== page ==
The film’s bleak pallor is achieved in large part by editor Hank Corwin, who began his career as an editor for Oliver Stone, and cinematographer Eduardo Serra. Mr. Serra’s previous credits include Blood Diamond and Unbreakable which, while the first of many M. Night Shyamalan failures, utilized long takes and grey-green hues to establish the isolation felt by the principal characters. Here, too, our three heroes feel very alone, vulnerable and, for the first time I have felt, genuinely in peril. As the conclusion of the story approaches, those of us who haven’t read the books cannot be as certain who will survive.

The dynamic score by Alexandre Desplat (The Ghost Writer, Syriana, Birth, The Painted Veil) finally lends tremendous weight to the imagery. Nuanced and supplemental, the score thankfully relies little on incidental cues (read: atonal bombast), typical of John Williams’ or Howard Shore’s work. Mr. Desplat’s upcoming projects include Terrence Malick’s long-awaited The Tree of Life. He has earned a place among a handful of contemporary film composers, including Vangelis, who possess each a distinctive, original voice.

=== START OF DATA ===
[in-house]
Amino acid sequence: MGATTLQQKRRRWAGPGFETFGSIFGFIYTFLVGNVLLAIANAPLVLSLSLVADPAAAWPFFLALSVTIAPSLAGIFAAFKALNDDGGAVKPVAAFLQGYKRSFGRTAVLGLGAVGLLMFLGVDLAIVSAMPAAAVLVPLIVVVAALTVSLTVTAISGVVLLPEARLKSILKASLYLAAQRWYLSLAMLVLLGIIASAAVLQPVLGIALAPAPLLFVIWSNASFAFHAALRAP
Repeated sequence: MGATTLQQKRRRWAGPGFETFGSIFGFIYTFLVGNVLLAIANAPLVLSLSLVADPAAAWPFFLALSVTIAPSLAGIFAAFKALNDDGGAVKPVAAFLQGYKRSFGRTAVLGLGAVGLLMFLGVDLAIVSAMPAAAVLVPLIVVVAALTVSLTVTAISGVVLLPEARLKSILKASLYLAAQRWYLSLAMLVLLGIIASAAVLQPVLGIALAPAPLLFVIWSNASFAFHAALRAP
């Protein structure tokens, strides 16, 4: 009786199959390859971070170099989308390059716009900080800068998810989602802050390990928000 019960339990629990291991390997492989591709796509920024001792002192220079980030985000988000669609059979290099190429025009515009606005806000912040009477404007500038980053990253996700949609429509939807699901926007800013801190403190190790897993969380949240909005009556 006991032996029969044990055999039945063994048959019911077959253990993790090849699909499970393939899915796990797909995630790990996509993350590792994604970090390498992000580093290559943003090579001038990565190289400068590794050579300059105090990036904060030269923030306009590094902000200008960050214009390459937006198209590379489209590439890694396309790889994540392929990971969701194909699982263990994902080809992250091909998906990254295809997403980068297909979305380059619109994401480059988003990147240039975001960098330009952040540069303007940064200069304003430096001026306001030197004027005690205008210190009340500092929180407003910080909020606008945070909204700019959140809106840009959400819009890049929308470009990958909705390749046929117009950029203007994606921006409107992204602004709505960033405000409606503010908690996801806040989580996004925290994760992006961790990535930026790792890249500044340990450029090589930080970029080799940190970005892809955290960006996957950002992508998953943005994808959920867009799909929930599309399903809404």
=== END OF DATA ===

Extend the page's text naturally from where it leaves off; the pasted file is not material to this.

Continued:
While at 146 minutes the film does feel longer than necessary (astrophysicist Neil deGrasse Tyson quipped of the film’s relativistic effects, “Seventy-five minutes of content time-dilates into a 2.5 hour film.”), it still manages to entertain. I saw the film on AMC Theatre’s new IMAX®—though technically not IMAX. This new cineplex IMAX is a 2k digital projection on a normal screen scooted closer to the audience, rather than the horizontal 65mm projection on an 80 foot screen we remember from childhood trips to the science museum or zoo. However, the real innovation is a 12,000-watt sound system and acoustic paneling that, as much as it boasts, does give people in the rear seats much better surround sound imaging than a standard theater auditorium. In that regard, the experience is more immersive, though it remains debatable as to whether or not it’s worth the extra $5.